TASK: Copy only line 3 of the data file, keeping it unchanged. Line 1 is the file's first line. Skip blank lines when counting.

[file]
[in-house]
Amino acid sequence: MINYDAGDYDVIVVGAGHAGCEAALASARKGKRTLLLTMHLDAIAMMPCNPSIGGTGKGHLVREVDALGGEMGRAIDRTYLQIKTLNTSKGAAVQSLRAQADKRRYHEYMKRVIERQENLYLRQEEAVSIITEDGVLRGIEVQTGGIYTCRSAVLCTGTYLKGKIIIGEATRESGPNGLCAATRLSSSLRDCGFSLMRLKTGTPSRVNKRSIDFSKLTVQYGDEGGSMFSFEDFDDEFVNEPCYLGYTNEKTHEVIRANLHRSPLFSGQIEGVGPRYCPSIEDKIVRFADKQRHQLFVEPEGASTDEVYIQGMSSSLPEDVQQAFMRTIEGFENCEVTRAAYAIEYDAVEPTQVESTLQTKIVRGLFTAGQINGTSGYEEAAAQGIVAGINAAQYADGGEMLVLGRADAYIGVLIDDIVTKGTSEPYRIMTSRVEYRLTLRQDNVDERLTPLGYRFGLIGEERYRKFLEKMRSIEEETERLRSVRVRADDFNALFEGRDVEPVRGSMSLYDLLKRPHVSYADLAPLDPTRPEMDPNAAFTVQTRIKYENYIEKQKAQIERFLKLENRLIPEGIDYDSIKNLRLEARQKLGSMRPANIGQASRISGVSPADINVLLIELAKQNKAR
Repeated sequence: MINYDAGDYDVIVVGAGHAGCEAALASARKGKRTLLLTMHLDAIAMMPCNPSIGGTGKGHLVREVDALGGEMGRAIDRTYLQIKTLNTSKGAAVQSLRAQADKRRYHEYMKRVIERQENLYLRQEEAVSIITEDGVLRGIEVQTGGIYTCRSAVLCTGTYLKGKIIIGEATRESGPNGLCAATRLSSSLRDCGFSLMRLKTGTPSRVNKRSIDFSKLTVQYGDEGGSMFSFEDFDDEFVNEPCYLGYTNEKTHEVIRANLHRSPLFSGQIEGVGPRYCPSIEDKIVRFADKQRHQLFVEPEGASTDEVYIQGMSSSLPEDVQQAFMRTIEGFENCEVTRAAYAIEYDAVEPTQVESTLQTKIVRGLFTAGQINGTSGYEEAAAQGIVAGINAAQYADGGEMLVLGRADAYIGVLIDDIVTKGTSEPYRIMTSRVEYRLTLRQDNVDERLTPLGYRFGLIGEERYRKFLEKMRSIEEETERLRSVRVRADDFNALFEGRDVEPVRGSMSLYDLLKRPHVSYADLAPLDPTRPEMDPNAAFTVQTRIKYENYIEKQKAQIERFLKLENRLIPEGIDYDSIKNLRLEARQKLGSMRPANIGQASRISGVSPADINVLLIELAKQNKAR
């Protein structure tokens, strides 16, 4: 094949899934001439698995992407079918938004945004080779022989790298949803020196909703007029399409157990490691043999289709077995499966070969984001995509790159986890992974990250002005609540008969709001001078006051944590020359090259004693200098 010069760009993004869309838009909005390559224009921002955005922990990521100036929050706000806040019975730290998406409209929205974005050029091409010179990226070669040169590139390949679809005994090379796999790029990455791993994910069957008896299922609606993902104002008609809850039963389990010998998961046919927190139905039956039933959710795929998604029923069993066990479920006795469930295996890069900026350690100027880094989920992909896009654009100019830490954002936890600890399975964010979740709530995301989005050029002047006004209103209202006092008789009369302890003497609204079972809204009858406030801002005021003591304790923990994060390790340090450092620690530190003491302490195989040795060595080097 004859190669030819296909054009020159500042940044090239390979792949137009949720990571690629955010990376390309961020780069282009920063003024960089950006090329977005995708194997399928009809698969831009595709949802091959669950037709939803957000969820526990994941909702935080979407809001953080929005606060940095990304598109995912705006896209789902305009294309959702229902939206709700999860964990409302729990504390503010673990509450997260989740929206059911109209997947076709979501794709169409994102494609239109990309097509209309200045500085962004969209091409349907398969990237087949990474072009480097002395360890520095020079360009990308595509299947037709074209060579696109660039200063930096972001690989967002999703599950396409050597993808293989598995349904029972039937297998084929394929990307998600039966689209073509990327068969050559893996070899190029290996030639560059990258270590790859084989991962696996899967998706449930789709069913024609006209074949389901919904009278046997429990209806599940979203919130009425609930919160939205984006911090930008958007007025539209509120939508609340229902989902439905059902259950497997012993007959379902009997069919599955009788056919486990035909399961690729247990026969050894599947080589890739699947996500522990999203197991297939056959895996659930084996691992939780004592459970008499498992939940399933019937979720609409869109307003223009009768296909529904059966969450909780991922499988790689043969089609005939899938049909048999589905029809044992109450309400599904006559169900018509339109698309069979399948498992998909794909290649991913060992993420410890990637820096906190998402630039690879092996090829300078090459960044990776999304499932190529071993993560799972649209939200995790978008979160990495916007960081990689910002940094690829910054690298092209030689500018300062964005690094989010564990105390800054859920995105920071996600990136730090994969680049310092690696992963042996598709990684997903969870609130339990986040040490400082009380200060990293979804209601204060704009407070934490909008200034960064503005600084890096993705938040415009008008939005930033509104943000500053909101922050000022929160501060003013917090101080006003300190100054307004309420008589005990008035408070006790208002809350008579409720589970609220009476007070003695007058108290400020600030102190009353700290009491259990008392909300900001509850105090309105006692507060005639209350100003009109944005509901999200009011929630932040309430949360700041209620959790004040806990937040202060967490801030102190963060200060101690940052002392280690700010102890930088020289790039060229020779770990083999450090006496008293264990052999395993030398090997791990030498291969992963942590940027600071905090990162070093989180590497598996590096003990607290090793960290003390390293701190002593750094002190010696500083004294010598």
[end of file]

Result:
Repeated sequence: MINYDAGDYDVIVVGAGHAGCEAALASARKGKRTLLLTMHLDAIAMMPCNPSIGGTGKGHLVREVDALGGEMGRAIDRTYLQIKTLNTSKGAAVQSLRAQADKRRYHEYMKRVIERQENLYLRQEEAVSIITEDGVLRGIEVQTGGIYTCRSAVLCTGTYLKGKIIIGEATRESGPNGLCAATRLSSSLRDCGFSLMRLKTGTPSRVNKRSIDFSKLTVQYGDEGGSMFSFEDFDDEFVNEPCYLGYTNEKTHEVIRANLHRSPLFSGQIEGVGPRYCPSIEDKIVRFADKQRHQLFVEPEGASTDEVYIQGMSSSLPEDVQQAFMRTIEGFENCEVTRAAYAIEYDAVEPTQVESTLQTKIVRGLFTAGQINGTSGYEEAAAQGIVAGINAAQYADGGEMLVLGRADAYIGVLIDDIVTKGTSEPYRIMTSRVEYRLTLRQDNVDERLTPLGYRFGLIGEERYRKFLEKMRSIEEETERLRSVRVRADDFNALFEGRDVEPVRGSMSLYDLLKRPHVSYADLAPLDPTRPEMDPNAAFTVQTRIKYENYIEKQKAQIERFLKLENRLIPEGIDYDSIKNLRLEARQKLGSMRPANIGQASRISGVSPADINVLLIELAKQNKAR